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Unsung Heroes of the Industrial Revolution


high pit wilma : - My Father, Coal Putter, aged 14-15 years old and hes marra, a Coal Hewer, CHOPPINGTON HIGH PIT c1929-30

                          My father with his pony,at bait time down Choppington high pit, in an unusually dry place!!

                          The pit was the wettest in the northeast coalfield,and the roughest conditions,according to the influx of men from other collieries in the                               area,during the 1960's closure programme!![ they all said the same thing when they went down the first day....."this is just a tetty pit"....!]

Eggy1948 :- Not Bates pit but without this young Coal Putter the High Pit Wilma photos, info & stories in this Album would not exist.   

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From the album:

Bates Pit by High Pit Wilma

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Photo Information for Unsung Heroes of the Industrial Revolution

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BigLoada :- Great! Glad you uploaded this one. You should be able to rotate it if you go into EDIT, somewhere you should see that above the photo.

high pit wilma :- Heh!Heh! A did that afore a saw your comments!!
Aam larnin,but hoo di a put them wi me other ones?..aal chek oot the score noo..!
An' by hell, yi are quick off the mark eh!!

high pit wilma :- Aam glaaky, and too quick off the mark an aal,cos a just realised they are on the end of my set[a thought they had been put in a set separate to my other ones yi see...?]

BigLoada :- Nah. What happens is, if yer photies are not in a set, they will show up on the front page as your latest upload but obviously you wont see them on the right side where the sets are listed, cos they aint in one. Divvent worry, ye'll get theor!

high pit wilma :-Cheers! Noo a need ti naa hoo ti get me pics so billcosphoto's can see them,a twigged hoo his dad is on the pic yi sent me.

BigLoada :- Ok...if you want to do that, copy the address of yer homepage, then just send him a Flickrmail and paste the address in yer message. To send a mail, move your cursor over the persons avatar, you'll see an arrow appear, then click the arrow and you'll get a list of stuff, look down the list you should see Send Flickrmail. I have copied the address of your photostream frontpage so here it is:

high pit wilma :- Now, just highlight and copy that and paste it into your message.

german shepherd dog woof to my friends :-  this day and age they would not last 5 min down the pit - my dad was down bates pit in blyth northumberland hard and dirty work down the pit

high pit wilma :- Cheers Max ! I agree with you,most people, whether kids or adults, would look at you as if you were nuts,if you asked them to get out of bed at midnight,go to the pit, get some filthy clothes on,and step in a cage on the end of a rope,in a shaft 1000 feet deep........and plunge into darkness with just a caplamp on....................!!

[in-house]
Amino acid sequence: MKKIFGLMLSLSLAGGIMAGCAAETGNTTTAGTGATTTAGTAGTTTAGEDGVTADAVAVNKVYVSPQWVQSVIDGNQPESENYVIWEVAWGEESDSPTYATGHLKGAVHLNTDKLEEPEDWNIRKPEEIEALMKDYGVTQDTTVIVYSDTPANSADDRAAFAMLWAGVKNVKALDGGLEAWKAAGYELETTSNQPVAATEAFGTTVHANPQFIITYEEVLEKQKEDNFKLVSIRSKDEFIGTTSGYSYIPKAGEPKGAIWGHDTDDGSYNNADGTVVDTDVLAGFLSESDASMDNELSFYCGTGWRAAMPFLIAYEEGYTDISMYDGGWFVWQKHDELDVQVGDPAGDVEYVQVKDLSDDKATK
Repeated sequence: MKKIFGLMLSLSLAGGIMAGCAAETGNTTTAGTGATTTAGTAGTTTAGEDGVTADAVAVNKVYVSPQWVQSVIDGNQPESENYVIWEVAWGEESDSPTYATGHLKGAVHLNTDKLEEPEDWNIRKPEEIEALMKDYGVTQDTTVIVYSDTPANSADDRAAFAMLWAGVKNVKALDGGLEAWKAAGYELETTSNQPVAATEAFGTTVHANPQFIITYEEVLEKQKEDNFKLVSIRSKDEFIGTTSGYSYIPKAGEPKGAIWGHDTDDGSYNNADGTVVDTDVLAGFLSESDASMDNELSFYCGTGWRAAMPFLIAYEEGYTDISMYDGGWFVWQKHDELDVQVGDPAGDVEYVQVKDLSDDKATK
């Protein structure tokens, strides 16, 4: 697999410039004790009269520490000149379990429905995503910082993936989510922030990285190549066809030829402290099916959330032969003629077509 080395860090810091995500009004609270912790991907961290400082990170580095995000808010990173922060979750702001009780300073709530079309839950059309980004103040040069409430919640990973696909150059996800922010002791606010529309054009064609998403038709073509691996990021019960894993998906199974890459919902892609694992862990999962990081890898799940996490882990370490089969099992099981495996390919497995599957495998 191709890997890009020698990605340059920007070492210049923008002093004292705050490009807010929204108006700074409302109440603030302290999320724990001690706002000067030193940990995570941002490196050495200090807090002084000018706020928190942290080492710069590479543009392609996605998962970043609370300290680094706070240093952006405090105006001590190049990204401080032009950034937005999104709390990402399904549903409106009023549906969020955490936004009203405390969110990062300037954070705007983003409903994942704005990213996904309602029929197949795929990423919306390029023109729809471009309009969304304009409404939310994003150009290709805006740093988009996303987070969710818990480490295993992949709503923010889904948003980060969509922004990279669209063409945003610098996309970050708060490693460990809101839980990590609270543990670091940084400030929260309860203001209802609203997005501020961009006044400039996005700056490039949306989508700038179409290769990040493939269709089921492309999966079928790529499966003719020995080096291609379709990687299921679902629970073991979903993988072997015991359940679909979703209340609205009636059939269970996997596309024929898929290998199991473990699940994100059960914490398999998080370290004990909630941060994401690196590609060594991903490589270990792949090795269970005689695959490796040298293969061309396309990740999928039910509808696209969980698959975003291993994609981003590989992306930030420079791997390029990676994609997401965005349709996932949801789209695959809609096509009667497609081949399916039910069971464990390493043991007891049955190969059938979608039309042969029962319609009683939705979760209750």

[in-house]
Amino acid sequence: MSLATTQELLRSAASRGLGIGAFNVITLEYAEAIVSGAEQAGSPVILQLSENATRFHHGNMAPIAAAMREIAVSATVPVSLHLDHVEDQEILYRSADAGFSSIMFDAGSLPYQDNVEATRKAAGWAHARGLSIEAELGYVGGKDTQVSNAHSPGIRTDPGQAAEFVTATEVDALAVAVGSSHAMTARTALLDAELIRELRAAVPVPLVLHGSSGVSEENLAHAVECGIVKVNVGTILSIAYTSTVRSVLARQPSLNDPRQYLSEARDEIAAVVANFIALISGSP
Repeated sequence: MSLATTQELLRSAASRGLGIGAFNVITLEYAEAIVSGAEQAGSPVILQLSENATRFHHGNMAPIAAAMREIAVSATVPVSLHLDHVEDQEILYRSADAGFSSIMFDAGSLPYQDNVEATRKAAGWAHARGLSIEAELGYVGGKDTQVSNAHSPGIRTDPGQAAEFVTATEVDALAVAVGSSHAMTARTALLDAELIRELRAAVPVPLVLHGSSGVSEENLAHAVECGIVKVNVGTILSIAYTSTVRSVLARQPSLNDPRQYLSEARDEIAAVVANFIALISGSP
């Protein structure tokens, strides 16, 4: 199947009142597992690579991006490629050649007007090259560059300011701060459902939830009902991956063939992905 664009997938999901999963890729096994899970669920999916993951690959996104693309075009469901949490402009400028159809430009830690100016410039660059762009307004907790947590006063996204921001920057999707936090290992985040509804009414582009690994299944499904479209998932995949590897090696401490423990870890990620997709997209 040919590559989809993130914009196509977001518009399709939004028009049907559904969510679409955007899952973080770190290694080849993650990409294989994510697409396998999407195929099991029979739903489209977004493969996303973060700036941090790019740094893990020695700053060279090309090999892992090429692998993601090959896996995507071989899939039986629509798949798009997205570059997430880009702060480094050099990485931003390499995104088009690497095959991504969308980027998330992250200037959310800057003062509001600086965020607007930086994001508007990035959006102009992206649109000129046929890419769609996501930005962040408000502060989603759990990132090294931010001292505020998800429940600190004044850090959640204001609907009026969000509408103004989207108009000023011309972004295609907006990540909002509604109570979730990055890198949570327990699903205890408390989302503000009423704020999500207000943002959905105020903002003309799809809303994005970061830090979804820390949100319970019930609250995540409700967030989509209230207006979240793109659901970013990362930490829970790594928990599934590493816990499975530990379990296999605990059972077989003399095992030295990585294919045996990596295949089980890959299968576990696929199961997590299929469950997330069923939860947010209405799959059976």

Bill Carnaby :- Truly a great shot super reproduction of a by-gone age and REALLY hard times(no mention of a recession here !)

high pit wilma :- Hi Bill! You wouldn't believe the state of the original photo!
When wor aad chep died,about four years ago,my sister,who looked after my parents at home,found the photo in his jacket pocket,in small pieces,like a jigsaw in a pile!
My brother took it to a photo shop,don't know where,and dropped the pile of 5pence - sized bits and said "here's one for you"...!
Above is the result of their work! Where some bits were missing,they used their skill to re-create them.
Only me and my brother know where they did the edits,cos we are both miners.My Mother and Sisters couldn't tell the repairs!
Can you spot them?
Cheers, Bill !

Erics dowta :- Wow they really did make a good job on the photo. Amazing what they can do! 
Someone mentioned now adays they`d never manage to work down the pit at the age of 15....how right that is too! 
Maybe if we still had work like that there wouldn`t be so many low lifes walking the streets! A good honest days work never hurt anyone! 
Cheers for the pics!

high pit wilma :- Cheers Eric's Dowta!
When i walk past the local high school,and watch the actions of a lot of the 15-16-17..yr old "kids",as they wait for the bus home after school,i 
cannot help but shake my head,and wonder.........at that age,me and big Bill were working in atrocious conditions,up to the eyes of water and clarts,trailing miles in and out of dangerous roadways,humping heavy steel girders,and machinery,etc,for £4-0..odd a WEEK's pay,before offtakes such as tax and national insurance.....
If you try to talk to some kids,like i did in factories,when i left the pits,all you get is a derogatory...".....errrrrhhhhhh here wi gaan again...when aa worked doon thi pit ...snore...snore....."!
A used ti say ti them,if they had to go doon for a shift,they would be crying fo' tha mammies,inside an hour...![probably as they were going down in the cage...even..!]

morrisoxford61 :- its another world - an amazing picture, did the ponies ever see light of day, or did they live their entire life underground?
it must be a horrible feeling going down into a cold wet dark place, were you mentally prepared for it the first time?
you must miss the comradeship of your workmates, nice earthy humour as well?